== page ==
Much of the heaviness…

“The fourth reminder is to awaken lovingkindness. This is the ability to bring nonjudgmental awareness from the heart to the unwanted aspects of “me.”

This reminder can’t be overemphasized. It’s so natural to want to confirm what is most negative about ourselves that we don’t even think about activating compassion or kindness.

In fact, much of the heaviness of our distress comes from the belief that we should be different.

Especially after practicing for a few years, we think we shouldn’t still be so reactive. We think we should be beyond our conditioning. But practice doesn’t work that way.

Yet when we soften our self-judgment with lovingkindness, the sense of drama and heaviness lightens considerably. ” ~ Bursting the Bubble of Fear by Ezra Bayda (Tricycle article) Please read the entire article here . It is well worth your time, at least in my opinion.

I chose this quote because it brought to mind recent conversations. Some of the conversations were with friends and family and some were within myself.

Being gentle & loving with ourselves …we can be gentle & loving with others.

Namaste and Enjoy your moments!

The 28 Day Meditation Challenge…JOIN me in the Challlenge!

Sharon Salzburg has a 28 Day Meditation Challenge …starting in February

Words regarding this event:

‘For the month of February, we have invited a diverse group of people to participate in the meditation program that Sharon Salzberg has laid out in her latest book, Real Happiness. We are asking them to reflect on their experiences—pleasant, difficult, and in between—and let us know how it’s going. They will be blogging and tweeting about their experiences. We will post all of the feedback we receive here on Sharon’s website.’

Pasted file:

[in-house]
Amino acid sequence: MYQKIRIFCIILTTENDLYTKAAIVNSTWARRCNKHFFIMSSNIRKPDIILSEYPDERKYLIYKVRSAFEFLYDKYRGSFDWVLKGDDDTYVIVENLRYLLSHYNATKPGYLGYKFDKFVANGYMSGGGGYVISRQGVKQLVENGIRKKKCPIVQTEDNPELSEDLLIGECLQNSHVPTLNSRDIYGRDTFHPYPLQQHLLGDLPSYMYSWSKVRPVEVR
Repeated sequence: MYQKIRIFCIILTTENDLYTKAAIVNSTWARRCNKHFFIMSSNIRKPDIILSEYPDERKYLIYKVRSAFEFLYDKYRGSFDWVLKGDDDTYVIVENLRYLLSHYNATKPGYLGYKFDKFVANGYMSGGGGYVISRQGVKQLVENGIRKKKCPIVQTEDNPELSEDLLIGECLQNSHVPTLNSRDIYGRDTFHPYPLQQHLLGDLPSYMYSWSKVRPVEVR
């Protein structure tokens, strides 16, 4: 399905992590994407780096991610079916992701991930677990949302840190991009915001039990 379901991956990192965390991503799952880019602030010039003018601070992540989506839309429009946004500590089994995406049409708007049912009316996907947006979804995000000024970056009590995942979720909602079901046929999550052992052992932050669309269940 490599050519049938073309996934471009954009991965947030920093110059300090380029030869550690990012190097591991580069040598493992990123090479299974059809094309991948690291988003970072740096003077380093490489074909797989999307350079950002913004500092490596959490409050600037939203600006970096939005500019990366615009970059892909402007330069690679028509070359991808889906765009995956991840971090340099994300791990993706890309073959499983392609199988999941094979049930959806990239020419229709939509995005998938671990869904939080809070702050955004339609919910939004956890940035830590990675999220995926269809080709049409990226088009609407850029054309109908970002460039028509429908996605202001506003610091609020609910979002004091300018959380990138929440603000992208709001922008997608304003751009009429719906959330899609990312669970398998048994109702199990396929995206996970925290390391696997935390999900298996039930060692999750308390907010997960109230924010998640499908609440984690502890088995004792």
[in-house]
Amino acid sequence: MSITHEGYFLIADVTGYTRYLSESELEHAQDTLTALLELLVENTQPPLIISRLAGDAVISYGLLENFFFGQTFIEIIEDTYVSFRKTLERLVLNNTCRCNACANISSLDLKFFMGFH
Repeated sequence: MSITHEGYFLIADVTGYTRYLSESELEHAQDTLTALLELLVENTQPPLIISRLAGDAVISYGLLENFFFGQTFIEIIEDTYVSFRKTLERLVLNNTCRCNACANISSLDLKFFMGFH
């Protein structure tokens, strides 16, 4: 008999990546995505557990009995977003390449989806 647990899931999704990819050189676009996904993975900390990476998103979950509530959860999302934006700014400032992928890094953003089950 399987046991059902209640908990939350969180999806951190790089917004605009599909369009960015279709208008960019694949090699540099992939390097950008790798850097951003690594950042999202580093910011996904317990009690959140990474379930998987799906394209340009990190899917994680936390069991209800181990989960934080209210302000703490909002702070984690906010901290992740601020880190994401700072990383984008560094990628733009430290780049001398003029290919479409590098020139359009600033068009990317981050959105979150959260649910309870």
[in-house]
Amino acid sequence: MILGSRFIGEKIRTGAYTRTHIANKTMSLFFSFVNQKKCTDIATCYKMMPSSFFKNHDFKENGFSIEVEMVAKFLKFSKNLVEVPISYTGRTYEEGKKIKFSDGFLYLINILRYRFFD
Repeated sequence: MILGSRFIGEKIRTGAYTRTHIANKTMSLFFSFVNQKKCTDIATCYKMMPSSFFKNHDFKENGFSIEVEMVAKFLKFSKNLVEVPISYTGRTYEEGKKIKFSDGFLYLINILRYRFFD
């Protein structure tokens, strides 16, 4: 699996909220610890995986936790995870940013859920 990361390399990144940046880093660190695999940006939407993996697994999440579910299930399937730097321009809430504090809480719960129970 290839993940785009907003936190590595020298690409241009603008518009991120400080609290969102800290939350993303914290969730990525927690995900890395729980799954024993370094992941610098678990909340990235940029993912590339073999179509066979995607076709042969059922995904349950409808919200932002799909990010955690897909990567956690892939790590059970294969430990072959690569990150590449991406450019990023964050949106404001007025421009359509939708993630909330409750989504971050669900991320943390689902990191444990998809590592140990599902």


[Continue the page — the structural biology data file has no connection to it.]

Real Happiness: The Power of Meditation by Sharon Salzburg

Forgiving and Forgetting

Sometimes we have been holding onto anger or bitterness related to a particular person or event.

Something to think about is: What would I have to give up in order to free myself from this bitterness? We might think, “Well, yes, but what he or she did was absolutely unforgivable.”

Consider the possibility, and I am only saying consider the possibility, that maybe nothing is unforgivable. Maybe there is a way to find forgiveness even for what we have believed for so long to be unforgivable. Explore this mindfully.

To forgive does not necessarily mean to forget. Sometimes to forget is not wise, but to forgive is wise. And it is at times not easy. It can, in fact, be quite challenging.

It will come as no surprise that one of the most difficult people to forgive can be yourself. Yet with patience and gentle determination, it can be done. ~ Allan Lokos